Background Malnutrition is an important problem in patients treated with long-term dialysis, and most dialysis patients have lower dietary energy and protein intake. This study was undertaken to examine whether orally administered Otsuka Nutrition Pharmaceutical (ONCE) dialyze formula (ODF) supplement would improve energy intake without mineral and electrolyte disturbances in patients with continuous ambulatory peritoneal dialysis (CAPD). Methods The effects of ODF supplementation on nutrition markers including serum albumin and prealbumin concentrations and inflammatory stress in patients with chronic CAPD were evaluated. All patients received daily oral ODF supplements for 15 days. During follow-up, all patients were evaluated clinically and biochemically, and nutritional status was assessed. Results Thirty patients with mean age 61.9±12.3 years and weekly Kt/V 2.2±0.4 were studied. The mean values for nutritional parameters included a body weight of 53.7±9.5 kg, a serum albumin level of 3.3±0.4 g/dL, a serum prealbumin level of 33.8±11.1 mg/dL, a dietary energy intake of 21.9±7.1 kcal/kg/day, and a dietary protein intake of 0.9±0.3 g/kg/day. After 15-day ODF treatment, these patients had significant dietary energy and protein, carbohydrate, fat, fiber, potassium, calcium, and magnesium intake from baseline (Pnutritional markers including body weight, blood urea nitrogen, and prealbumin levels, but no changes were observed in serum albumin and high-sensitivity C-reactive protein levels. At the end of follow-up, the frequency of patients with moderate malnutrition decreased from 24.2% to 18.2%, and no increased incidence was observed of hyperkalemia, hyperphosphatemia, and metabolic acidosis. Conclusion ODF supplementation ameliorates low dietary energy and nutrient intake as well as improves serum prealbumin and body weight in patients with long-term CAPD. PMID:28652800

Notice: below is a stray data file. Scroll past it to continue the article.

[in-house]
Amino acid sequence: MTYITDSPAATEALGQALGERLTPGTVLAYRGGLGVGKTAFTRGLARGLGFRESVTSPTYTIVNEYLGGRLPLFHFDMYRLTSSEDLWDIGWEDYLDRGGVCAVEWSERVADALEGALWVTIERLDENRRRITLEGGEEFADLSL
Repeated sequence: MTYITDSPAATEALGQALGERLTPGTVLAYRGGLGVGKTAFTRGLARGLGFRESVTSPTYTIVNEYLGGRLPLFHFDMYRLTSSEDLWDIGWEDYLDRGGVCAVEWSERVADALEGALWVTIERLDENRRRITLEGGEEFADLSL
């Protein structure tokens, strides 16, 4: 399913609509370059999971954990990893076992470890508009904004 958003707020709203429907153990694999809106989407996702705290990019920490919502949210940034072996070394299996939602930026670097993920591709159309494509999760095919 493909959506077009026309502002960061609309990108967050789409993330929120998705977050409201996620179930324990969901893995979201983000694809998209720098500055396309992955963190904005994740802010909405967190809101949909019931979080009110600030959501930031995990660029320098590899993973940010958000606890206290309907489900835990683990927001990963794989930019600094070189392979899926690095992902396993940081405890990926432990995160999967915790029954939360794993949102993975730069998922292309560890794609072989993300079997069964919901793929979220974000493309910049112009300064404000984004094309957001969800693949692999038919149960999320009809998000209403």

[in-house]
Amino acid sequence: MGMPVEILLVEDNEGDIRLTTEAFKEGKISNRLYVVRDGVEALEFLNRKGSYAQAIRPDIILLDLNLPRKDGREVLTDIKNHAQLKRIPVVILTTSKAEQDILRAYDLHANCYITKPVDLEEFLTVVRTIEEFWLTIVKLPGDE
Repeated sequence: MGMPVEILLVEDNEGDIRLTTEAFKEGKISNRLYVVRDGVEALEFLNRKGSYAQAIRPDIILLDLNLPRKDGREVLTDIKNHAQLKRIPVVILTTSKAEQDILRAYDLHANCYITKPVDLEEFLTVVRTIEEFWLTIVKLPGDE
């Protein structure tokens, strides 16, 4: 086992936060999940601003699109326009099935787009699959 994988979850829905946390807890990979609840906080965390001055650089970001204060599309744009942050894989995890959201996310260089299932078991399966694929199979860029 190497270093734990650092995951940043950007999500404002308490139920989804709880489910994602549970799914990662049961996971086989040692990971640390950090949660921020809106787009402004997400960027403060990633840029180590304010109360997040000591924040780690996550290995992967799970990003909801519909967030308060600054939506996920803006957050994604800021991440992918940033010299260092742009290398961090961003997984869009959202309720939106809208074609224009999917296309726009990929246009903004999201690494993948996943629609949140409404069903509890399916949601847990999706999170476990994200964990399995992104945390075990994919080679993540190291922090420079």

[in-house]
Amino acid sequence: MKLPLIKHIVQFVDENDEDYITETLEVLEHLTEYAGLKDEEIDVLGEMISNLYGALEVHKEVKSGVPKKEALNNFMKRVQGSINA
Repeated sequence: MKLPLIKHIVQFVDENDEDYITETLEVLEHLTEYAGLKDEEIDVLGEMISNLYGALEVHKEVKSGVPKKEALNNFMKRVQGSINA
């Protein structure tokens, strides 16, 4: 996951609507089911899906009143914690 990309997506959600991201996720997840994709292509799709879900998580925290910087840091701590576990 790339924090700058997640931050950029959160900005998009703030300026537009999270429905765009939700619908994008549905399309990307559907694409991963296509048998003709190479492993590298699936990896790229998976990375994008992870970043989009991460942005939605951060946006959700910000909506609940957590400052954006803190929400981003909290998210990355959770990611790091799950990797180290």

3. Editor’s Pick: Targeted Agents in Patients with Metastatic Renal Cell Carcinoma on Dialysis: Myths and Reality

    Directory of Open Access Journals (Sweden)

    Annalisa Guida

    2016-07-01

    Full Text Available Agents targeting the vascular endothelial growth factor (VEGF/VEGF receptor (VEGFR pathway, as well as mammalian target of rapamycin (mTOR inhibitors have revolutionised the therapeutic landscape of metastatic renal cell carcinoma (mRCC in the past decade, greatly improving the survival rates of these patients. However, translating results of registrative Phase III trials into everyday clinical practice is often troublesome, since real-world patients are completely different from those enrolled in randomised controlled Phase III trials. Prospective data on active oncological treatments in mRCC patients on dialysis are dramatically lacking. This literature review summarises and critically comments on available data relative to mRCC patients on dialysis receiving either VEGF/VEGFR-targeting agents, or mTOR inhibitors. Although prospective studies would definitely be warranted in these specific patient populations, all the available data suggest that mRCC patients on dialysis have the same outcome, both in terms of efficacy and safety, as mRCC patients with normal or marginally impaired kidney function, when treated with VEGF/VEGFR-targeting agents and/or mTOR inhibitors.